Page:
EP: Things move fast on the internet; online criminal activity increased with the circuit breaker and more than ever, the need to automate online investigations is key for teams (IT, Security, IP Brand Protection, Compliance) to work efficiently and faster. To fight against cybercrime, it is not enough to take down online posts, but the entire illicit network should be stopped. It is the heart of Webdrone. Our e-drones detect the counterfeit products and trace the evidence to find the roots of the traffic where people are involved. Our virtual drones solutions, called e-drones, support our clients by automating online investigations to protect their business and reputation. The e-drones collect the data across the whole web (clear, deep, dark) to detect information and in any language.

They act and think as super cyber investigators online, monitoring the web to detect potential weak signals. Within the team, we have several profiles who worked in law enforcement for decades and have trained them to find evidence. The e-drones do it extremely fast and they can crawl through a huge volume of data to provide a customized operational report on the target (e.g. product, individual, etc.). Then, the client’s team can focus on his key tasks and not lose time anymore with data collection. Timing is key to the success of an investigation online, because evidence can disappear quickly.

The story began with the Pareto principle, which is also known as the 80/20 rule. In law enforcement, cyber investigators took 80% of their investigation time to collect the data manually; the idea was to swap this percentage to 20% of the time for the collection and devote 80% of the time on human analysis. 

What is the new normal security global environment?

EP: During the COVID-19 period, online activity has particularly increased. Companies understand that they have to move fast in the digital realm and accelerate their own technology to provide high-quality services and to ensure strong protection of their data and reputation. In parallel, COVID-19 has sharpened certain forms of cybercrime, in particular software piracy and online fraud. There is more vulnerability when employees work remotely. The security of the company and its information systems are at the heart of the engine.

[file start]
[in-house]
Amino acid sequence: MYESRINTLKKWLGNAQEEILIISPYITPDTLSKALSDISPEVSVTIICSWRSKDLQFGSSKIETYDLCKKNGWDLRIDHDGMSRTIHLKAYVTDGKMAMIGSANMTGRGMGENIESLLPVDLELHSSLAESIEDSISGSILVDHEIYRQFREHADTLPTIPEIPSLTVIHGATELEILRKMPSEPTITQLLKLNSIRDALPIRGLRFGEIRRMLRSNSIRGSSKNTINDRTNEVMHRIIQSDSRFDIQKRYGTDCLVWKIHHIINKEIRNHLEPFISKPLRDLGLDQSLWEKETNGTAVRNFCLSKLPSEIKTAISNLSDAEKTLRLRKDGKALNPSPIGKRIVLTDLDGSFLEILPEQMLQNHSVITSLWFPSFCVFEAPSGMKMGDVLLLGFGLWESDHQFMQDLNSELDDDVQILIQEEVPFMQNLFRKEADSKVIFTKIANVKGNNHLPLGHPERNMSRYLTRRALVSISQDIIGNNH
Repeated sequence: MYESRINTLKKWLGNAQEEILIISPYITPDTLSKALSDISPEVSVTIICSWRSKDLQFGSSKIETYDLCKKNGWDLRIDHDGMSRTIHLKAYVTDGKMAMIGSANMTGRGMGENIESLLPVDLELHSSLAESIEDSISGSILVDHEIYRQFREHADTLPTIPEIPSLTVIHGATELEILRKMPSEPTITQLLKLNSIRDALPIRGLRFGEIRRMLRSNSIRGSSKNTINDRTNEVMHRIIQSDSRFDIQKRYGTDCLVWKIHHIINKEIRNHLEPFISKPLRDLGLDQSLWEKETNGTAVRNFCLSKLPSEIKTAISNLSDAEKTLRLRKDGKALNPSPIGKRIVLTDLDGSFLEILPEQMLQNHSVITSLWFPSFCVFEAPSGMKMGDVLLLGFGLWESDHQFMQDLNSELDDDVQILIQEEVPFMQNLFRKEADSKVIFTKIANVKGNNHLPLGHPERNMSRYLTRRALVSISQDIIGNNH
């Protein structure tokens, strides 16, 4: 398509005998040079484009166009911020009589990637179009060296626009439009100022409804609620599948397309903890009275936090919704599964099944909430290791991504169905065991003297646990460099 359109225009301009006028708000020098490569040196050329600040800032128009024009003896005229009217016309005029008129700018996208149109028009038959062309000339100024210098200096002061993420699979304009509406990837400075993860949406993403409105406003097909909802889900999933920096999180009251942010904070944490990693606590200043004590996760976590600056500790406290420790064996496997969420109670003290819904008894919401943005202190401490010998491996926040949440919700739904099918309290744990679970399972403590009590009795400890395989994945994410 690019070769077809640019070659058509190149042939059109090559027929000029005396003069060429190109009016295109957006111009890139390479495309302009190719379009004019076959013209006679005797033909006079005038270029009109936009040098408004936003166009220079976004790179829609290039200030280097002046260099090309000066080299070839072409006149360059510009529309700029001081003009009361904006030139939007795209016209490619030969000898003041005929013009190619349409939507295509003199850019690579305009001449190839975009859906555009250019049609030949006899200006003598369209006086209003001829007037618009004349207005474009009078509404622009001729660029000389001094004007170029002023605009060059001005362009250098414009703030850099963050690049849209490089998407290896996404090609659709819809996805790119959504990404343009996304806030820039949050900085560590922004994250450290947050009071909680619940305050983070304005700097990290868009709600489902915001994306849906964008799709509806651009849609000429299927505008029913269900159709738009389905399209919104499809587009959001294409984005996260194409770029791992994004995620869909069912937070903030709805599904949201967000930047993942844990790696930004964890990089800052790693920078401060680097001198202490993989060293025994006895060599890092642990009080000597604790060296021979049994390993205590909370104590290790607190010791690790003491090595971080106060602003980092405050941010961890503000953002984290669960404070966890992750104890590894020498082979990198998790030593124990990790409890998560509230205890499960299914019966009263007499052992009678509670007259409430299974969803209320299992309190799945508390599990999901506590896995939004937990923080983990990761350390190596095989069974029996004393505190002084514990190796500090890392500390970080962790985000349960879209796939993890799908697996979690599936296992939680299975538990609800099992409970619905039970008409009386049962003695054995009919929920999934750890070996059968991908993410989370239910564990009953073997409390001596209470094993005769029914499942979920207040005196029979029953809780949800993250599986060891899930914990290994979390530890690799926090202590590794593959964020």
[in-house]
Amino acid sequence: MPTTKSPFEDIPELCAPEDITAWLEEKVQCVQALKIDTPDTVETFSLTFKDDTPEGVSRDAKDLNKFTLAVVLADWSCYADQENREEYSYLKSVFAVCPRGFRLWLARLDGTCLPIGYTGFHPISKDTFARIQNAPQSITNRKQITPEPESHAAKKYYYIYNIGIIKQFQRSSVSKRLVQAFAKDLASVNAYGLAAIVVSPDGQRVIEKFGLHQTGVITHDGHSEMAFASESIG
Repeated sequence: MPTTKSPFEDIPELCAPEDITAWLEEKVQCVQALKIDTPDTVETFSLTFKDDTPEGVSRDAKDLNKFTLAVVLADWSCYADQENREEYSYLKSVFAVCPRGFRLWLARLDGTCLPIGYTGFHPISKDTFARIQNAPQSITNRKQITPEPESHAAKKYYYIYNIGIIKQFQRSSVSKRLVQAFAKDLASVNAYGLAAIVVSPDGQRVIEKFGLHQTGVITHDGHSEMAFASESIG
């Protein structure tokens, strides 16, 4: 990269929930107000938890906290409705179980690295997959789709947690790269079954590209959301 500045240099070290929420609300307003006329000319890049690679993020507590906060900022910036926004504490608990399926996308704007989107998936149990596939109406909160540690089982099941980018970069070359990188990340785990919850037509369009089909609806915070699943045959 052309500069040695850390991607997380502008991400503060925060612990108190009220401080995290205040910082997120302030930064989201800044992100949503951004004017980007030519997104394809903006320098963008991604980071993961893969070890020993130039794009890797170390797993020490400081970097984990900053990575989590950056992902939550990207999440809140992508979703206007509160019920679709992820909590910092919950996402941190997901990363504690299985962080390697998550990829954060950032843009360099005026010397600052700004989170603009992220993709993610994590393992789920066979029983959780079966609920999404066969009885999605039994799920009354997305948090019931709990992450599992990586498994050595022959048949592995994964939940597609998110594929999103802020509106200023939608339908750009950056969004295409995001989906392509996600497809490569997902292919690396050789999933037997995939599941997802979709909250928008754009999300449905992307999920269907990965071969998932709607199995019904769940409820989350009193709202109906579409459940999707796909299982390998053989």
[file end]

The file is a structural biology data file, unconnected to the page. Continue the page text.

Previously, mobility and teleworking were allowed only for certain functions or as part of a degraded mode in a business continuity plan (BCP). Now they have to rethink their methods to improve the security of their information systems; it is a strategic challenge for the future.

The objective is to fight against all forms of illicit exchanges on the Internet and to bring evidence to the company, allowing it to make decisions and actions.

There is no denying that the need for online security is not a new topic. Ever since the creation of the internet, these red flags have been overlooked by some users who thought they were protected, but cybersecurity is everybody’s business. There can only be a change if leaders are convinced that strategies need to be deeply reviewed. The impetus must come from both to develop actions and not the other way around. Decision-makers must take responsibility for building a safer future.

Digitalization was already advanced to be fair, but what the pandemic has highlighted is the vital importance of having a good cybersecurity strategy. Some companies have realized they could be impacted. These risks, which were previously acceptable, became critical. Recently, we are increasingly requested to aid in both internal and external frauds. For us, there is an increase of 30% in social profiling (detect the digital footprints of an individual) and a strong increase of 300% in anti-piracy. The web has no borders, so there is a need to check the profile and the reputation of the people with whom we deal digitally.

What is it like to be a woman in cybersecurity?

EP: I am a strong believer in collaborative intelligence and the “Medici Effect.” We can do bigger things if we are different people from different cultures with different backgrounds around the table. I love challenges and accept them to enhance my skills. Here’s a quote to mull on by Mark Twain: “They didn’t know it was impossible, so they did it.” For those interested in joining a women’s Cybersecurity group, you can join our Whatsapp group.

To read similar stories, please hop on to Oasis, the brainchild of KrASIA. 

French Tech Singapore is a non-profit organization gathering French entrepreneurs and locals working in Singapore in the tech industry. La French Tech encompasses all startups that share a global ambition, at every stage in their development, from embryonic firms to growing start-ups with several hundred employees and their sights set on the international market. As is the case all over the world, digital technology is a major catalyst for its development, and French Tech represents both digital pure players and medtech, biotech, cleantech, etc. startups.

Disclaimer: This article was written by a community contributor. All content is written by and reflects the personal perspective of the interviewee herself. If you’d like to contribute, you can apply here